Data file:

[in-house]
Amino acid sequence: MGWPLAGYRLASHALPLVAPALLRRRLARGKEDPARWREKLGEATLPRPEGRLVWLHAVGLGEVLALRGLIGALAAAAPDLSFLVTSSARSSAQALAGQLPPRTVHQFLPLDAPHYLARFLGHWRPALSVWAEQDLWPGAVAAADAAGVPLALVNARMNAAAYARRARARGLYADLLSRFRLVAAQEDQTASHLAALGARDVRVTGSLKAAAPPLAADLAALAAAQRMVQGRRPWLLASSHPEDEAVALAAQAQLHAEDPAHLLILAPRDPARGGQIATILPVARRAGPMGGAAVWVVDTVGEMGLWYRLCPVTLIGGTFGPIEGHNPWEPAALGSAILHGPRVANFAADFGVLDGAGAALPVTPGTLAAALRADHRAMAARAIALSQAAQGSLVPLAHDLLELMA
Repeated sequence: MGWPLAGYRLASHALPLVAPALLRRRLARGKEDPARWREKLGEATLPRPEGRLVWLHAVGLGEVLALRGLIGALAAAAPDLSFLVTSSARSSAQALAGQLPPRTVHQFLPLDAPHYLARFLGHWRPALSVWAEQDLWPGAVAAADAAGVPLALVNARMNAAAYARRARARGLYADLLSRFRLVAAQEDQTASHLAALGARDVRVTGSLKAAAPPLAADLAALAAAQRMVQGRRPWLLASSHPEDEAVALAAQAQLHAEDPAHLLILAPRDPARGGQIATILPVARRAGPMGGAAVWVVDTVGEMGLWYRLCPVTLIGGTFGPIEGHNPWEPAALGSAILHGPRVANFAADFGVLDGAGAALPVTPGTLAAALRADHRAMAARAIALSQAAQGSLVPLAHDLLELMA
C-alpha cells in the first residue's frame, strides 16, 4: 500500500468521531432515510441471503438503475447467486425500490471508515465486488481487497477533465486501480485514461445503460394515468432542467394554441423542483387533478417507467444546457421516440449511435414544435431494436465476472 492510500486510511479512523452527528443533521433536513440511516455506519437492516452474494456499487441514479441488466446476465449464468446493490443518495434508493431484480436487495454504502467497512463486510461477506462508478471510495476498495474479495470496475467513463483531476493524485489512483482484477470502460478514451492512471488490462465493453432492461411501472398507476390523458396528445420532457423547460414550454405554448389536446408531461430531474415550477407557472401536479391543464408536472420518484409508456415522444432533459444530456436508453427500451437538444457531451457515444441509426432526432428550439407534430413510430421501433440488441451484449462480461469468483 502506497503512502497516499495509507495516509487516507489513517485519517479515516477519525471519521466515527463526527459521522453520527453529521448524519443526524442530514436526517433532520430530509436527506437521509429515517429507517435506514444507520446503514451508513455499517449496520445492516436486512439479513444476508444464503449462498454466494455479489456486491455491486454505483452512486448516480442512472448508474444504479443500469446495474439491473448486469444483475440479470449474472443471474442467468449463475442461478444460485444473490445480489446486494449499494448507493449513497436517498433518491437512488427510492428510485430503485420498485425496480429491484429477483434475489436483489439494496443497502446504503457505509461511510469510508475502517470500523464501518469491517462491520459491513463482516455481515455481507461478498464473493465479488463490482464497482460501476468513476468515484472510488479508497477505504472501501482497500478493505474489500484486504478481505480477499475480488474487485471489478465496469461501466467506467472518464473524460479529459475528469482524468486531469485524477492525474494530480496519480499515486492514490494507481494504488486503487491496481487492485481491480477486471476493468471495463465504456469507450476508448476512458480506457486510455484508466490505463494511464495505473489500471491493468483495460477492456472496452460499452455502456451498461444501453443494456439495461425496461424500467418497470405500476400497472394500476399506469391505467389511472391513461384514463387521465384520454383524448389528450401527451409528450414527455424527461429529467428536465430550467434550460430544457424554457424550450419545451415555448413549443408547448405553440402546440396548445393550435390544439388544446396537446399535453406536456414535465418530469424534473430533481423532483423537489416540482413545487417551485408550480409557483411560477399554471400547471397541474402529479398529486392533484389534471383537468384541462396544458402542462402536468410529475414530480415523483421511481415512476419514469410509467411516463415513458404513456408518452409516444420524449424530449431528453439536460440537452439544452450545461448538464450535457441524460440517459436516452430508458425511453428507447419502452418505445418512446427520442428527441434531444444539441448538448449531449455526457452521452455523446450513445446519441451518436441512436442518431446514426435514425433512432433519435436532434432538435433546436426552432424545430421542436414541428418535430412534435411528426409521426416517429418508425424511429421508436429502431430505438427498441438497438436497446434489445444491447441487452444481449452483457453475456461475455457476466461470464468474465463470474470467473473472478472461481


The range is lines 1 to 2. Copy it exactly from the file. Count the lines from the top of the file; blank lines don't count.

[in-house]
Amino acid sequence: MGWPLAGYRLASHALPLVAPALLRRRLARGKEDPARWREKLGEATLPRPEGRLVWLHAVGLGEVLALRGLIGALAAAAPDLSFLVTSSARSSAQALAGQLPPRTVHQFLPLDAPHYLARFLGHWRPALSVWAEQDLWPGAVAAADAAGVPLALVNARMNAAAYARRARARGLYADLLSRFRLVAAQEDQTASHLAALGARDVRVTGSLKAAAPPLAADLAALAAAQRMVQGRRPWLLASSHPEDEAVALAAQAQLHAEDPAHLLILAPRDPARGGQIATILPVARRAGPMGGAAVWVVDTVGEMGLWYRLCPVTLIGGTFGPIEGHNPWEPAALGSAILHGPRVANFAADFGVLDGAGAALPVTPGTLAAALRADHRAMAARAIALSQAAQGSLVPLAHDLLELMA